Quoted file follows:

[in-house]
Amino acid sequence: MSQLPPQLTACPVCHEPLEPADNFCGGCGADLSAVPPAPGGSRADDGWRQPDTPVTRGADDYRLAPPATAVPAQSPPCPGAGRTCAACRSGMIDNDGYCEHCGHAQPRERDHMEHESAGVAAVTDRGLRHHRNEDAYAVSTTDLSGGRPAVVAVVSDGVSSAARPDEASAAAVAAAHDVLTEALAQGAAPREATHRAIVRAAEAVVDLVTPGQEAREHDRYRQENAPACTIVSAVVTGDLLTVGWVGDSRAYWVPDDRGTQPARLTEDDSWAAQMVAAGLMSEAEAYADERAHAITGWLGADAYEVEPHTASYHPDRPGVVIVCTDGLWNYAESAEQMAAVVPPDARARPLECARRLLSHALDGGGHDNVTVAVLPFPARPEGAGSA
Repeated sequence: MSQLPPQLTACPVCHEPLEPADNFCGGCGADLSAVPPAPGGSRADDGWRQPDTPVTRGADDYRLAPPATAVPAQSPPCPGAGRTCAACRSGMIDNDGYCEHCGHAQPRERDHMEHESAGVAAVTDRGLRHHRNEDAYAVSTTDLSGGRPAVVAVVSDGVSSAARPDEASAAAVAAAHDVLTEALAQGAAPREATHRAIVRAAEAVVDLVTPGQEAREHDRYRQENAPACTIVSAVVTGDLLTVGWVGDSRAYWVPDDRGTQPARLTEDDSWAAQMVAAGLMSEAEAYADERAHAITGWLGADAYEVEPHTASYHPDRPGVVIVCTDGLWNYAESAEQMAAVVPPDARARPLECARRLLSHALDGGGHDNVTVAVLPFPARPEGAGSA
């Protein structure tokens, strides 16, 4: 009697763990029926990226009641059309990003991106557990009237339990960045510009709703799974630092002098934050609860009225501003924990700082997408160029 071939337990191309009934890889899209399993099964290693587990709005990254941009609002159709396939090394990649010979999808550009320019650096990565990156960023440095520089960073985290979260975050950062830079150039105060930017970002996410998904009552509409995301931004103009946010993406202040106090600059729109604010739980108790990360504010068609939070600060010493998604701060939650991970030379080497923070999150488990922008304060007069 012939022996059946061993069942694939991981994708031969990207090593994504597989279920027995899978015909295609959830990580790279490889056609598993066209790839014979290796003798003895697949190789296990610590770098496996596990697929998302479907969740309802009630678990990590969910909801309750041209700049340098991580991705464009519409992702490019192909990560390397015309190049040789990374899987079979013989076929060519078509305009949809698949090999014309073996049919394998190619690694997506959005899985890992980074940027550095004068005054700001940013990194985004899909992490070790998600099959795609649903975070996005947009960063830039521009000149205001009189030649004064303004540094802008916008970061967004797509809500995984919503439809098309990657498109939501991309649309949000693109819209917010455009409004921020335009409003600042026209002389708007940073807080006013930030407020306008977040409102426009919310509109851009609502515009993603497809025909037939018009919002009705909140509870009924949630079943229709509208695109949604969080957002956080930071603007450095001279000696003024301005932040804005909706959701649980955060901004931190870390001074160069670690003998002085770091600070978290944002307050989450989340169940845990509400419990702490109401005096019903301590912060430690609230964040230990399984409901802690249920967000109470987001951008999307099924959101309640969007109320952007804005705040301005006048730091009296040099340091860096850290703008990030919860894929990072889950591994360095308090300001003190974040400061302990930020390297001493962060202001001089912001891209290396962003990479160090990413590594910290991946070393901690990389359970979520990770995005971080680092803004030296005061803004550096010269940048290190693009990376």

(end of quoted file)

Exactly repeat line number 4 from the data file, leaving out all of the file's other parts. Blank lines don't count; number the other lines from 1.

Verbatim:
């Protein structure tokens, strides 16, 4: 009697763990029926990226009641059309990003991106557990009237339990960045510009709703799974630092002098934050609860009225501003924990700082997408160029 071939337990191309009934890889899209399993099964290693587990709005990254941009609002159709396939090394990649010979999808550009320019650096990565990156960023440095520089960073985290979260975050950062830079150039105060930017970002996410998904009552509409995301931004103009946010993406202040106090600059729109604010739980108790990360504010068609939070600060010493998604701060939650991970030379080497923070999150488990922008304060007069 012939022996059946061993069942694939991981994708031969990207090593994504597989279920027995899978015909295609959830990580790279490889056609598993066209790839014979290796003798003895697949190789296990610590770098496996596990697929998302479907969740309802009630678990990590969910909801309750041209700049340098991580991705464009519409992702490019192909990560390397015309190049040789990374899987079979013989076929060519078509305009949809698949090999014309073996049919394998190619690694997506959005899985890992980074940027550095004068005054700001940013990194985004899909992490070790998600099959795609649903975070996005947009960063830039521009000149205001009189030649004064303004540094802008916008970061967004797509809500995984919503439809098309990657498109939501991309649309949000693109819209917010455009409004921020335009409003600042026209002389708007940073807080006013930030407020306008977040409102426009919310509109851009609502515009993603497809025909037939018009919002009705909140509870009924949630079943229709509208695109949604969080957002956080930071603007450095001279000696003024301005932040804005909706959701649980955060901004931190870390001074160069670690003998002085770091600070978290944002307050989450989340169940845990509400419990702490109401005096019903301590912060430690609230964040230990399984409901802690249920967000109470987001951008999307099924959101309640969007109320952007804005705040301005006048730091009296040099340091860096850290703008990030919860894929990072889950591994360095308090300001003190974040400061302990930020390297001493962060202001001089912001891209290396962003990479160090990413590594910290991946070393901690990389359970979520990770995005971080680092803004030296005061803004550096010269940048290190693009990376």